Fig. 1
figure 1

Ultrasound sculpts virtual optical waveguides. a Schematic illustration of acousto-optic waveguide formation in a tissue. Pressure-induced density gradients in the tissue result in a refractive index contrast profile that forms optical waveguides through which light can be confined. b Standing wave ultrasonic resonant mode of an infinite cylindrical transducer (radius = 19 mm, thickness = 3 mm) in water medium (FEM simulation result). The pressure intensity is shown with the Pascal units. c Refractive index profile calculated at a radial cross-section of the cylindrical waveguide. dg The intensity profiles of a subset of confined optical modes calculated using finite difference mode analysis. In each case, the intensity is normalized to its maximum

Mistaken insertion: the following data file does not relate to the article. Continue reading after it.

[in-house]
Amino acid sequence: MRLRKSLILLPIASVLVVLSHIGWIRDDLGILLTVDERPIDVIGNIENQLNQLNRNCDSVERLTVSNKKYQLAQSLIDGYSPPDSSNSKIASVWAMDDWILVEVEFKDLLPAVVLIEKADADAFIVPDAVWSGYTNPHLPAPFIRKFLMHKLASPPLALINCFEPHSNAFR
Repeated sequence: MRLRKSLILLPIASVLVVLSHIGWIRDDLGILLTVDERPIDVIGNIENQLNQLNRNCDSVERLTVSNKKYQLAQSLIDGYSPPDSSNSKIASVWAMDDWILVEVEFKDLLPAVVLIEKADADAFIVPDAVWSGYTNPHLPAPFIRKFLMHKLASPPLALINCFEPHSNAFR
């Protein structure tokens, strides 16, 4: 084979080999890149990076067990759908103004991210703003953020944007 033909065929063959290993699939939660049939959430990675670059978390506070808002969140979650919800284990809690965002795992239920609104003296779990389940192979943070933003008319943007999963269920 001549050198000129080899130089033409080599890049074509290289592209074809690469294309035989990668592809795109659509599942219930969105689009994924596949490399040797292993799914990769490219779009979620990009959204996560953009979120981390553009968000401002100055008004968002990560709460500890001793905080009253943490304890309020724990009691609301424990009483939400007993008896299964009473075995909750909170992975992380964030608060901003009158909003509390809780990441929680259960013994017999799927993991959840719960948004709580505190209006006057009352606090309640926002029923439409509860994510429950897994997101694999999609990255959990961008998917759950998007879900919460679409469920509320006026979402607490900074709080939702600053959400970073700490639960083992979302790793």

Ultrasonic standing waves sculpt optical modes in the medium